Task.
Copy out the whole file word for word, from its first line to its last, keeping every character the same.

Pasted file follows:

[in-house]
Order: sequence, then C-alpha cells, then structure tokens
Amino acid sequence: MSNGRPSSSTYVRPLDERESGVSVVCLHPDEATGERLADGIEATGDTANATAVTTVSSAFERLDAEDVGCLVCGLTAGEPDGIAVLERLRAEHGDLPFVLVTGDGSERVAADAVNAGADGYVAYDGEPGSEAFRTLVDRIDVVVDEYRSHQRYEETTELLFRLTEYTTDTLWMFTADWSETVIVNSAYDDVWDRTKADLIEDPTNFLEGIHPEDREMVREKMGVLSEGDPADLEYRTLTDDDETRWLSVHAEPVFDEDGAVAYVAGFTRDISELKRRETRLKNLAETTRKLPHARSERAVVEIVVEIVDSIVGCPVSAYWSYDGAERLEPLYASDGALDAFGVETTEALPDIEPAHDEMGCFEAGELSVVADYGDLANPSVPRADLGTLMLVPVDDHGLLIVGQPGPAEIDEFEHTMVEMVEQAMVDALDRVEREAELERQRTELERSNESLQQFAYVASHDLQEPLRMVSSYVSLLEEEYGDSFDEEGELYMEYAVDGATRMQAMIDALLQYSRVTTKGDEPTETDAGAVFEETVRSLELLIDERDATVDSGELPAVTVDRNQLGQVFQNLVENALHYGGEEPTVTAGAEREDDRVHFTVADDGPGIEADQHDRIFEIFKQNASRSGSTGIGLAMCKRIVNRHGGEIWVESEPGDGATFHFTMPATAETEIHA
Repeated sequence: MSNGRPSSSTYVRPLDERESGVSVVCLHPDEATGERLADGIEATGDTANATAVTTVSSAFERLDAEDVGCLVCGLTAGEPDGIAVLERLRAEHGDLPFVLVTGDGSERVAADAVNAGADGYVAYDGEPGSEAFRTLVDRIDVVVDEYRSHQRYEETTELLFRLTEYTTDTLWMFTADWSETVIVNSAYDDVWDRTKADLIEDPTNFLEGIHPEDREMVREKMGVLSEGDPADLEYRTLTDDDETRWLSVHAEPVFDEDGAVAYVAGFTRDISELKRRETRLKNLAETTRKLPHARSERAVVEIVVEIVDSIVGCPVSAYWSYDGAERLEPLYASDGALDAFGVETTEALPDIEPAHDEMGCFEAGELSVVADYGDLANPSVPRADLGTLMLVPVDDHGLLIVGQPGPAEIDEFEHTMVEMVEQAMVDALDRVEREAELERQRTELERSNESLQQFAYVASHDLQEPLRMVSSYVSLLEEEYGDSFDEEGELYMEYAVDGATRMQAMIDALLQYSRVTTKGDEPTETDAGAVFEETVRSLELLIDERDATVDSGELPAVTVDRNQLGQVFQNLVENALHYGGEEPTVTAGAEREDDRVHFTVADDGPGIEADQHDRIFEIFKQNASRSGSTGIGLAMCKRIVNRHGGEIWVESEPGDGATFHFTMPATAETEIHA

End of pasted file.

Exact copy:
[in-house]
Order: sequence, then C-alpha cells, then structure tokens
Amino acid sequence: MSNGRPSSSTYVRPLDERESGVSVVCLHPDEATGERLADGIEATGDTANATAVTTVSSAFERLDAEDVGCLVCGLTAGEPDGIAVLERLRAEHGDLPFVLVTGDGSERVAADAVNAGADGYVAYDGEPGSEAFRTLVDRIDVVVDEYRSHQRYEETTELLFRLTEYTTDTLWMFTADWSETVIVNSAYDDVWDRTKADLIEDPTNFLEGIHPEDREMVREKMGVLSEGDPADLEYRTLTDDDETRWLSVHAEPVFDEDGAVAYVAGFTRDISELKRRETRLKNLAETTRKLPHARSERAVVEIVVEIVDSIVGCPVSAYWSYDGAERLEPLYASDGALDAFGVETTEALPDIEPAHDEMGCFEAGELSVVADYGDLANPSVPRADLGTLMLVPVDDHGLLIVGQPGPAEIDEFEHTMVEMVEQAMVDALDRVEREAELERQRTELERSNESLQQFAYVASHDLQEPLRMVSSYVSLLEEEYGDSFDEEGELYMEYAVDGATRMQAMIDALLQYSRVTTKGDEPTETDAGAVFEETVRSLELLIDERDATVDSGELPAVTVDRNQLGQVFQNLVENALHYGGEEPTVTAGAEREDDRVHFTVADDGPGIEADQHDRIFEIFKQNASRSGSTGIGLAMCKRIVNRHGGEIWVESEPGDGATFHFTMPATAETEIHA
Repeated sequence: MSNGRPSSSTYVRPLDERESGVSVVCLHPDEATGERLADGIEATGDTANATAVTTVSSAFERLDAEDVGCLVCGLTAGEPDGIAVLERLRAEHGDLPFVLVTGDGSERVAADAVNAGADGYVAYDGEPGSEAFRTLVDRIDVVVDEYRSHQRYEETTELLFRLTEYTTDTLWMFTADWSETVIVNSAYDDVWDRTKADLIEDPTNFLEGIHPEDREMVREKMGVLSEGDPADLEYRTLTDDDETRWLSVHAEPVFDEDGAVAYVAGFTRDISELKRRETRLKNLAETTRKLPHARSERAVVEIVVEIVDSIVGCPVSAYWSYDGAERLEPLYASDGALDAFGVETTEALPDIEPAHDEMGCFEAGELSVVADYGDLANPSVPRADLGTLMLVPVDDHGLLIVGQPGPAEIDEFEHTMVEMVEQAMVDALDRVEREAELERQRTELERSNESLQQFAYVASHDLQEPLRMVSSYVSLLEEEYGDSFDEEGELYMEYAVDGATRMQAMIDALLQYSRVTTKGDEPTETDAGAVFEETVRSLELLIDERDATVDSGELPAVTVDRNQLGQVFQNLVENALHYGGEEPTVTAGAEREDDRVHFTVADDGPGIEADQHDRIFEIFKQNASRSGSTGIGLAMCKRIVNRHGGEIWVESEPGDGATFHFTMPATAETEIHA